What is barefoot running?
Barefoot and minimalist runners around the world have taken off their traditional training shoes in recent years and opted for a simpler approach to footwear. So what’s all the fuss about and why go barefoot?
What is barefoot running?
As simple as it sounds, barefoot running is all about running in bare feet as our ancestors did. Minimalist running is also gaining popularity and is often grouped under the same term barefoot running; expensive trainers, cushioning, and support are out the window in favour of thin soles that are super flexible to allow your feet to do their thing naturally.
While we often get recommended by doctors, physios and personal trainers to get shoes with more arch support (for high arches and flat feet), more heel support (for heel strike) and more cushioning (for a generally more comfortable running experience), the barefoot running theory goes that using these kinds of shoes can actually cause our feet muscles to become ‘lazy’ and not work in they way they are physically intended to.
What are the pros of barefoot running?
Your feet are more sensitive to what is underfoot so your body’s natural balance and stability comes into play. Even the smallest of shifts in balance can cause your muscless to be challenged more, which could potentially result in better functional foot strength.
De-training your feet from standard shoes may take some time, which means running barefoot or in minimalist footwear may take some time to get used to.
What are the downsides of barefoot running?
This may not be for you if you have certain kinds of lower body injuries or are prone to stress fractures if you are wearing shoes without enough support and cushioning. It may actually help to minimise heel strike if that’s an issue you usually have when you are running. Consult a podiatrist to see if barefoot running is right for you. As barefoot running provides little or no protection for the soles of your feet, you may end up with cuts and bruises if you end up standing on things like rocks and twigs (not to mention, hot concrete if you’re road running in the summer time – yeouch!). However, these factors aside, many of us managed to deal with running barefoot as kids, right?!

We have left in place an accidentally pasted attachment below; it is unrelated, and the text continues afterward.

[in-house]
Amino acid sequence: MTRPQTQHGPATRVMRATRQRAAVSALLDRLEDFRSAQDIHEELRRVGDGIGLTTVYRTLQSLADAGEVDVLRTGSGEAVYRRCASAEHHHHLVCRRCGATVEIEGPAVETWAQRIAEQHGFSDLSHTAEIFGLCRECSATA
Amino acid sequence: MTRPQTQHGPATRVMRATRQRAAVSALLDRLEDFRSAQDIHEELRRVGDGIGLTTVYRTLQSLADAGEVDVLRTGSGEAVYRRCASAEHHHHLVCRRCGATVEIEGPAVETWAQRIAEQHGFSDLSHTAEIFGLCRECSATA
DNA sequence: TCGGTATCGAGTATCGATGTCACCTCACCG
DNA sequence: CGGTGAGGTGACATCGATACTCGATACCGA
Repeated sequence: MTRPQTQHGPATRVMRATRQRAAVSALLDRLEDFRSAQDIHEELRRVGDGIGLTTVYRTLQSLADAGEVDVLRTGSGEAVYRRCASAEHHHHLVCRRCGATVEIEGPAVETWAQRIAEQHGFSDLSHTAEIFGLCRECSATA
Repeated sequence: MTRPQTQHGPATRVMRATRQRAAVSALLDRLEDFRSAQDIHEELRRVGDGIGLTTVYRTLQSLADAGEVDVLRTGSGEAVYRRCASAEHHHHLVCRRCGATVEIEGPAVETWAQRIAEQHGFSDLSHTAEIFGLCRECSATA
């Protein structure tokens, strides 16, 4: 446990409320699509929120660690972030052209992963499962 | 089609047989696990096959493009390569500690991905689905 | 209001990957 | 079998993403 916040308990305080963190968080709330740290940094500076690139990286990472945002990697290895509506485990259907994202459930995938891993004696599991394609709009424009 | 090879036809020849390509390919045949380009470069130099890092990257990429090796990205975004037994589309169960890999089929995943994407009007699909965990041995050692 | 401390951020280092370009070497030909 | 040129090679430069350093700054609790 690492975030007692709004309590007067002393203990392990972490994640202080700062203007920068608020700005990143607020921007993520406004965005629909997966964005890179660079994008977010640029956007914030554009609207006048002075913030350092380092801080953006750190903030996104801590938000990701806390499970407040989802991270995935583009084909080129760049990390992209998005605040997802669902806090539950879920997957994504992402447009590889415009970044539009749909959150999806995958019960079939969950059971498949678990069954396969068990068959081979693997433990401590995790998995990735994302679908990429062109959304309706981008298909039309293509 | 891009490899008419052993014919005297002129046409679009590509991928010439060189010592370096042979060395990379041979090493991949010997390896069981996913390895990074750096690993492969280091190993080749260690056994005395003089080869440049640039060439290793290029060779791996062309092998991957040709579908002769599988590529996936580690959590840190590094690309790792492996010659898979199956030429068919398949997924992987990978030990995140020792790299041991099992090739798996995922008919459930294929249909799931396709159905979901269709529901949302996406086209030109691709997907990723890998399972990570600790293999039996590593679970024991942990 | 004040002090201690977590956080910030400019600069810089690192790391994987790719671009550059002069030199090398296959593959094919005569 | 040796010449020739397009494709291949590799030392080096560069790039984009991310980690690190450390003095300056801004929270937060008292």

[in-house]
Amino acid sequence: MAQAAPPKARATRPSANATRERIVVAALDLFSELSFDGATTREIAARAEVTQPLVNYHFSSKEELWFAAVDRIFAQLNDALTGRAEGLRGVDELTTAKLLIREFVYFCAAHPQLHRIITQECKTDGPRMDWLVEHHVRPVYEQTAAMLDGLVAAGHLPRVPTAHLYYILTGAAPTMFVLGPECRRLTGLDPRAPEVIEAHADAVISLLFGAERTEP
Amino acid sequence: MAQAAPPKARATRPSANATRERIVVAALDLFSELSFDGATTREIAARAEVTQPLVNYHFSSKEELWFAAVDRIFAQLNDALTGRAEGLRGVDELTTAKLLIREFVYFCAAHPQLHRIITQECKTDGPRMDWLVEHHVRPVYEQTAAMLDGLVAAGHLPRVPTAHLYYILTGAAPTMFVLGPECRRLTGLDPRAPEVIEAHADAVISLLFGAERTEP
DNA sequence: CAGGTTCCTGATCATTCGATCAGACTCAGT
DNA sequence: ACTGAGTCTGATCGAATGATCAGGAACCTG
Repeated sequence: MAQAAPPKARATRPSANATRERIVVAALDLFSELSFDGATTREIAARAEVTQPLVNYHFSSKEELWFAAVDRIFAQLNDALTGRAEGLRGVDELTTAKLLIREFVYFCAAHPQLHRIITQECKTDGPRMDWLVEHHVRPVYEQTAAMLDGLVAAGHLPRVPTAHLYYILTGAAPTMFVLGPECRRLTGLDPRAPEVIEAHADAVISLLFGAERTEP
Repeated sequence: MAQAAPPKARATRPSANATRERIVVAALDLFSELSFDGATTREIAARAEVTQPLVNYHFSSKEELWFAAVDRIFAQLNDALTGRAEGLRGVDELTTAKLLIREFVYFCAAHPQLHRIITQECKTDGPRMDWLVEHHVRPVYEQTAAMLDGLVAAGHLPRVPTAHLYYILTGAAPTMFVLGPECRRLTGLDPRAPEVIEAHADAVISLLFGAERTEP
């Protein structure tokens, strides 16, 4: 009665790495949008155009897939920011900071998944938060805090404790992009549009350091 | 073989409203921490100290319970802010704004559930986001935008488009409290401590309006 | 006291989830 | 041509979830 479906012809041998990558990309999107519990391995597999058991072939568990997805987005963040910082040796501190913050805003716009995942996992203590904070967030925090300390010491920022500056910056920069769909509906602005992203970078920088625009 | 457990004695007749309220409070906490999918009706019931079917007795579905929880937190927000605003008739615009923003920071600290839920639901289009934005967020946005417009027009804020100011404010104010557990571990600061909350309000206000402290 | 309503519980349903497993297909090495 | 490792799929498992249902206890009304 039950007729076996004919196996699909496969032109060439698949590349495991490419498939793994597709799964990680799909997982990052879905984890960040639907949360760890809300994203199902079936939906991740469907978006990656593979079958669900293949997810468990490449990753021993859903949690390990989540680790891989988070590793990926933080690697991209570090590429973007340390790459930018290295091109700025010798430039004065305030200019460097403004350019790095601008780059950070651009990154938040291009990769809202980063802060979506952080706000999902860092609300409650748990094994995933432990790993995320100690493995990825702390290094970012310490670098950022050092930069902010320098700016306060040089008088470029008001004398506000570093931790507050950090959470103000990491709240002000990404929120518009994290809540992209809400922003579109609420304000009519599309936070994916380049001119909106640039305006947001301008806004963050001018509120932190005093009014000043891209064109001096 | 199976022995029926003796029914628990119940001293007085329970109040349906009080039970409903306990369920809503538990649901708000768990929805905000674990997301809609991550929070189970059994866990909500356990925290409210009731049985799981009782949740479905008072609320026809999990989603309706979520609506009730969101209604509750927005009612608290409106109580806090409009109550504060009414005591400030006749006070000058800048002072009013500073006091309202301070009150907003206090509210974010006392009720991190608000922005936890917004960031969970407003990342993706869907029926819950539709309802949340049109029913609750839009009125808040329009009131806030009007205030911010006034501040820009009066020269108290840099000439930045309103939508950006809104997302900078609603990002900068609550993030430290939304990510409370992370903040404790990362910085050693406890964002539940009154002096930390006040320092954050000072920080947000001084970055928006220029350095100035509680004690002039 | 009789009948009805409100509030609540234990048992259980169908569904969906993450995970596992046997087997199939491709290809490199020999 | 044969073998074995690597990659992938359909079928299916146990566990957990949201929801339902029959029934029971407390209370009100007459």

What does a minimalist shoe look like?
Some of the big brand shoe companies have ventured into barefoot territory with thinner-soled running shoes and, notably, more flexible shoes that allow more bend for your foot’s natural movement such as the Nike Free Run range, New Balance Minimus, and Adidas Adipure.
Vibram FiveFingers (www.fivefingers.co.nz) came about because of the barefoot movement, and they may look a little odd but are the ultimate in minimalist running shoes. The separated toes allow them to spread gently and move individually as they normally would. This is one of their most popular styles for women, the Bikila LS (RRP $229) which has abrasive resistant toe protection, and thin yet sturdy soles to provide better grip and protection.
Image / Top (FreeDigitalPhotos.com – Ambro); Bottom (Vibram Fivefingers)